So I have decided to pick up a new hobby, photography. I have always liked cameras and from time to time I would get a picture that just seemed to be really nice. I started out with an old Canon AE-1, what a great camera. But I was not able to appreciate it at the time. I got it second hand from my mother. I used it in a photography class at South Dakota State University. I really did not understand all the concepts but I ended up with a couple really great shots. I had no clue how I managed to produce them.
Here is a link to the best shots with the AE-1
Later I got an inexpensive Canon Rebel G. This was a cheap 35MM camera but unlike the AE-1 it was automatic. My pictures all came out in focus but once again sometimes I would pluck out a great shot but not many. I am not a professional and film + processing are expensive. Every time I clicked that shutter it was 22 cents, plus film rolls were restricted. When all you have is 36 frames you try and make the best of them and end up not taking any risk.
I will always remember the most important advice I received in my photography class at SDSU. Take lots of pictures, it is a numbers game, the more pictures you take the more likely you will get a good one. Recently I have been learning just how true that is.
Last Christmas a friend of mine offered to sell me his old Canon 300D a first generation 6.0 MP Digital DSLR. Remembering the advice from my instructor nearly 20 years ago the very first accessory I purchased was a 4GB card.
Man I went nuts. I decided I wanted to take pictures of Indian dancers and the first powwow on the list was Denver March Powwow. I just set it on sports mode and went crazy. I came home with nearly 400 shots. The camera has a very small screen on the back and no live view, and everything looks nice and sharp… perfect shots… all of them. I get home and download the photos and open them up in GIMP. Oh no, and the next, Oh no, and the next… I started to lose heart, I suck at this. I am horrible… wait a minute. That one is pretty good. The light where the powwow is held is horrible so a bit of brightening and contrast. Out of 400 frames I got about 50 or so that I liked, and 10 that I thought were fantastic with a little bit of adjustment. My instructor was right for me it is a numbers game.
I started to read up on digital photography. With my new found freedom from film I could experiment. Different shutter speeds, different apertures, white balance and what they do and how changing them affects the final image. White balance was the bane of my existence; I could never get it right. I came across another piece of advice. Shoot in raw format not in jpeg.
RAW DOES MEAN UNDERCOOKED
Unlike food, in photography raw is not a bad thing, it means that the photographer, not the camera gets to finish the image. The image becomes a steak. You cannot fix some things in raw, bad shutter, or aperture, or focus, but you can tweak exposure and white balance. Add some seasoning here, a bit of sear there and you can come out with a fantastic photo. I can compensate for bad light and some bad decisions. Sometimes, like in the case of white balance I no longer even have to think about it in the field. Not an issue I will fix it later if it is bad.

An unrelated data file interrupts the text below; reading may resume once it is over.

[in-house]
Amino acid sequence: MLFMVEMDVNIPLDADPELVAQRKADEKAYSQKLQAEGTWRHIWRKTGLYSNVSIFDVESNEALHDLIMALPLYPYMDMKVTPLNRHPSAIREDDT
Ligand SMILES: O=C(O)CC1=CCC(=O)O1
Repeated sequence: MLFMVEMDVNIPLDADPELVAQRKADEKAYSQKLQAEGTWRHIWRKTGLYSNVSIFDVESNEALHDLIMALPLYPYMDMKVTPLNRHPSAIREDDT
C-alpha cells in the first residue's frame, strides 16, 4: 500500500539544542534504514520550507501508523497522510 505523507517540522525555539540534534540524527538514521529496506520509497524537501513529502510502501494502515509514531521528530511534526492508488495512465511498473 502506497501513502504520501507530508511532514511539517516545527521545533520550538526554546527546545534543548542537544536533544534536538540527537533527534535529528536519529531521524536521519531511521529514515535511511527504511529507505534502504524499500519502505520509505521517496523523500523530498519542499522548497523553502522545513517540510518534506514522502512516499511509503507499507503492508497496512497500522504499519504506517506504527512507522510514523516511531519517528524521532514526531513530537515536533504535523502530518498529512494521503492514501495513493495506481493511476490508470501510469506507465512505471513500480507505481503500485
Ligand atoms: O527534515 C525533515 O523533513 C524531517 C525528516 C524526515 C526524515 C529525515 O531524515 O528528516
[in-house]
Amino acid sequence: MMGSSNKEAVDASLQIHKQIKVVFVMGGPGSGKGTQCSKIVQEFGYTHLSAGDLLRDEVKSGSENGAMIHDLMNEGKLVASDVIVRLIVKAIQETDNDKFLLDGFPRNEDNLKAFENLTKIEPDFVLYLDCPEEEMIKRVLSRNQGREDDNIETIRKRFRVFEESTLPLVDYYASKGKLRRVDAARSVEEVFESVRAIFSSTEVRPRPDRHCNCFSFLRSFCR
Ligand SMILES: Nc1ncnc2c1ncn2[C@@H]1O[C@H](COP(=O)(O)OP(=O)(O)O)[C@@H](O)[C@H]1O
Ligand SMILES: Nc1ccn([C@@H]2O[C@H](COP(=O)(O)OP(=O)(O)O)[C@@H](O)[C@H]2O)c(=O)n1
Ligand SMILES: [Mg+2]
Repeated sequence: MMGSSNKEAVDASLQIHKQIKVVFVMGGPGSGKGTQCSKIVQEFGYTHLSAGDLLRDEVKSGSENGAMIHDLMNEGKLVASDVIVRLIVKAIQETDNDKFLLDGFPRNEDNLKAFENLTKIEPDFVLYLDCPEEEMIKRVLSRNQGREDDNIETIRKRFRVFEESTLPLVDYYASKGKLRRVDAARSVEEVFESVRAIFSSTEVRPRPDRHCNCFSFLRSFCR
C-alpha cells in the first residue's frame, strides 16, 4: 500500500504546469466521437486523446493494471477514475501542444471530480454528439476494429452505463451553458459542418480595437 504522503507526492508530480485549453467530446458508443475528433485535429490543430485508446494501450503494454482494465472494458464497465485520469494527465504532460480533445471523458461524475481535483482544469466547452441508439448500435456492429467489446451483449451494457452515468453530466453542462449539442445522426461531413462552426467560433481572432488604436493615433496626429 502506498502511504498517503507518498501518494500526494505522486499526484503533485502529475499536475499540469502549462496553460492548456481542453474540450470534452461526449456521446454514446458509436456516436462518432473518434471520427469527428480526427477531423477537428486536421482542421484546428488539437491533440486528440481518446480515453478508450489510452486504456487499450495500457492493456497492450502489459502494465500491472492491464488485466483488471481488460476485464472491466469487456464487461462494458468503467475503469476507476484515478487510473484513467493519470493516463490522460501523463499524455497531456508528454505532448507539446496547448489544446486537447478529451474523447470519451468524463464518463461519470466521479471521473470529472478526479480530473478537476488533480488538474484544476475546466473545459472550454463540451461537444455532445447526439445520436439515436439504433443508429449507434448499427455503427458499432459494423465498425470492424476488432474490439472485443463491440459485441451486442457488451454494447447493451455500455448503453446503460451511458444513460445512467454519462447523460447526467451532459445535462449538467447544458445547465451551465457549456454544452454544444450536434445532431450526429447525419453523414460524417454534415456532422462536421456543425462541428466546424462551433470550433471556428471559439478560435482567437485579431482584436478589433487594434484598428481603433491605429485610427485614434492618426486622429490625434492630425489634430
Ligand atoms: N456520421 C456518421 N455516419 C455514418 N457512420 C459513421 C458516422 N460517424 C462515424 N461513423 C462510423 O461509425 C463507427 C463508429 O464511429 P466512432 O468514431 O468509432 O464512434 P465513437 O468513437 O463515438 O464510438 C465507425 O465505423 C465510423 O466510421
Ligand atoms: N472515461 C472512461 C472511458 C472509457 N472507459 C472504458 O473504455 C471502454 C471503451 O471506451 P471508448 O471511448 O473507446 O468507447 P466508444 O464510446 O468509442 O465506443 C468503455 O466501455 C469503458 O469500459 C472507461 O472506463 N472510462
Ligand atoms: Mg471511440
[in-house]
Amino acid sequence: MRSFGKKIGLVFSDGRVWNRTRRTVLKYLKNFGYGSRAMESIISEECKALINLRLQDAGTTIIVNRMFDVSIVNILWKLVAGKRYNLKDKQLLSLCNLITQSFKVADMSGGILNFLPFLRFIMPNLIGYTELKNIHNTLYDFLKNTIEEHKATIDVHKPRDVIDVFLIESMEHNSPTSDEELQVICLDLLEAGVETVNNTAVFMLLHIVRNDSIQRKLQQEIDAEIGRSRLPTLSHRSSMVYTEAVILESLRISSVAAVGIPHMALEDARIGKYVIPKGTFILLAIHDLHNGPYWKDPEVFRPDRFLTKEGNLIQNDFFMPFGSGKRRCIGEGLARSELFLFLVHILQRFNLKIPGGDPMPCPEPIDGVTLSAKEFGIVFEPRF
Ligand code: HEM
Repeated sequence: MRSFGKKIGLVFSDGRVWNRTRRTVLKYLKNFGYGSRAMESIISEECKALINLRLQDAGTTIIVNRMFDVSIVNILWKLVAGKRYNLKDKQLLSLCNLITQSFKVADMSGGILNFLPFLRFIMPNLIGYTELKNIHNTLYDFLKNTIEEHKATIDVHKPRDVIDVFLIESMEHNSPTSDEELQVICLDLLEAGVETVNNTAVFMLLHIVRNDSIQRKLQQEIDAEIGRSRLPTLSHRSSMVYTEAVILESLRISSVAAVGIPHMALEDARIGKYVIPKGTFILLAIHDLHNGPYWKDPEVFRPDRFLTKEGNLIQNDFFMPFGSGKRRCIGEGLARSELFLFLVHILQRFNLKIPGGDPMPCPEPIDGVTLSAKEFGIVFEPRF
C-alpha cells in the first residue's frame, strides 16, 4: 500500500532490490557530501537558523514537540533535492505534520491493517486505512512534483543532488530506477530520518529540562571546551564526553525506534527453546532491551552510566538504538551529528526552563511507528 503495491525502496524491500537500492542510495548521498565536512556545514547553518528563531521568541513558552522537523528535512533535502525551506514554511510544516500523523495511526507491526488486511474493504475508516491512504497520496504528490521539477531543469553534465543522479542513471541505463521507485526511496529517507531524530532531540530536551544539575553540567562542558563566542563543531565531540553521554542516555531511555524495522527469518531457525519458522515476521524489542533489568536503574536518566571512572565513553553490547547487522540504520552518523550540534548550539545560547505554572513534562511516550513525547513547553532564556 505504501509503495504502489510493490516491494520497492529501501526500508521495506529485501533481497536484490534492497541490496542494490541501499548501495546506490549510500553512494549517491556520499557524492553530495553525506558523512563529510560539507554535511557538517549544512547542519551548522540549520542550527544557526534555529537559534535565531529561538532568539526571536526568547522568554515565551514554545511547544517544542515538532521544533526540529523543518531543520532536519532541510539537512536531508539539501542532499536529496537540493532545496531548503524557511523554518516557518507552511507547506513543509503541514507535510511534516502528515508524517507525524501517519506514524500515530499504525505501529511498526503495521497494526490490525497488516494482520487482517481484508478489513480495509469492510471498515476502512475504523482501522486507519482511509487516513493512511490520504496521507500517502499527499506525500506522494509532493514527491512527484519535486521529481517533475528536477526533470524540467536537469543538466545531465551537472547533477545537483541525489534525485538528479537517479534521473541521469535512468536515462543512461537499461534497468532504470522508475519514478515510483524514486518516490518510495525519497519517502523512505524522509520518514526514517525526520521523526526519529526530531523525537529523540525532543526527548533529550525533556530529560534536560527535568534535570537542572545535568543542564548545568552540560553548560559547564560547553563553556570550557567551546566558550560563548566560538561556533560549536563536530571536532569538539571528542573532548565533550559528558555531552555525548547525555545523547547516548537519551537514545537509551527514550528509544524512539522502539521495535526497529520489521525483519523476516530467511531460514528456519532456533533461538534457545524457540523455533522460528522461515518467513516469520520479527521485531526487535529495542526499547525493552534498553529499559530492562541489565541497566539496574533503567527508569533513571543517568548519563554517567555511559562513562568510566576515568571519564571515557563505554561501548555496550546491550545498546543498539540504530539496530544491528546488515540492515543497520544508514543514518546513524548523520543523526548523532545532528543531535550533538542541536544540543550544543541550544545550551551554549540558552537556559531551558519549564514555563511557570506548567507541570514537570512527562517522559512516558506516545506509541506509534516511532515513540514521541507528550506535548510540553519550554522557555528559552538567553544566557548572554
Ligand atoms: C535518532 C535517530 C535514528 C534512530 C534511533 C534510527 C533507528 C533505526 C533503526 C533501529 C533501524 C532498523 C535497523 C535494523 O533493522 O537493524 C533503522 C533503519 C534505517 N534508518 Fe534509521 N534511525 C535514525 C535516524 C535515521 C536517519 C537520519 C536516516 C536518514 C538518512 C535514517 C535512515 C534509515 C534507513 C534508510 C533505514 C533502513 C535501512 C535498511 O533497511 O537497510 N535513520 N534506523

HOW I “COOK” MY PHOTOS.
Here is a picture of a northern traditional dancer taken at the Red Rocks Community College Powwow on Set 28th. The conditions were some of the worst imaginable for photography, bright piercing sunlight. Here is the image straight out of the camera.
There are serious problems with this image. Many areas are seriously overexposed. Notice the bald eagle tail feathers on top of the head, the contest number, the white beadwork, and white fringe on the dancer is blown out.
Background items are also over exposed. The peach shirt worn by the woman sitting behind the dancer, the white hair on the woman standing, and the canopies are also blown out.
They are too bright and washed out.
I use a program called UFRaw to process my raw files, correct white balance and exposure. I usually leave my white balance on daylight so the issue here is exposure. Most of the picture is properly exposed but there are trouble areas.
Here is how I go about fixing the above image. First you turn on the overexposure indicator in UFRaw. The control is lower right on the program. When you do that the areas that are over exposed will blink from black to white.
It is now very easy to spot the overexposed area. All those areas that are black need to be fixed
The exposure slider at the top of the program can be used to eliminate the over exposed areas. Sometimes it is impossible to remove all overexposure but get as close as you can. This picture ended up at -1.44 before I was able to get the over exposed to 0.0% but now the picture is too dark and needs to be fixed. That fix is done in GIMP. Open up GIMP using the fox head looking button on the lower right.
In GIMP, click on colors and then levels to brighten the image.
As you can see the picture is no longer as dark, and the super bright areas are no longer as bright, but the image has a washed out look. That can be easily fixed as well by adjusting the contrast. Click on colors and then brightness contrast and increase the contrast just a bit to your liking.
For a better look at the differences I will put the images side by side.
The raw image is on the left, the adjusted image is on the right. The differences may be subtle but they are there. I think I need to work on this process a bit more but I am getting along with it nicely. With more experimentation I may update this post in the future. I hope that other photographers can assist in streamlining and perfecting my efforts in the future, or other amateurs just starting out use this as a starting point.
IMPORTANT MISC DATA
Camera Canon 300D
Lens EF 75 – 300mm 1:4-5.6 IS
Focal length 210.0 MM
UFRaw – Freeware
GIMP 2.6.11 – Freeware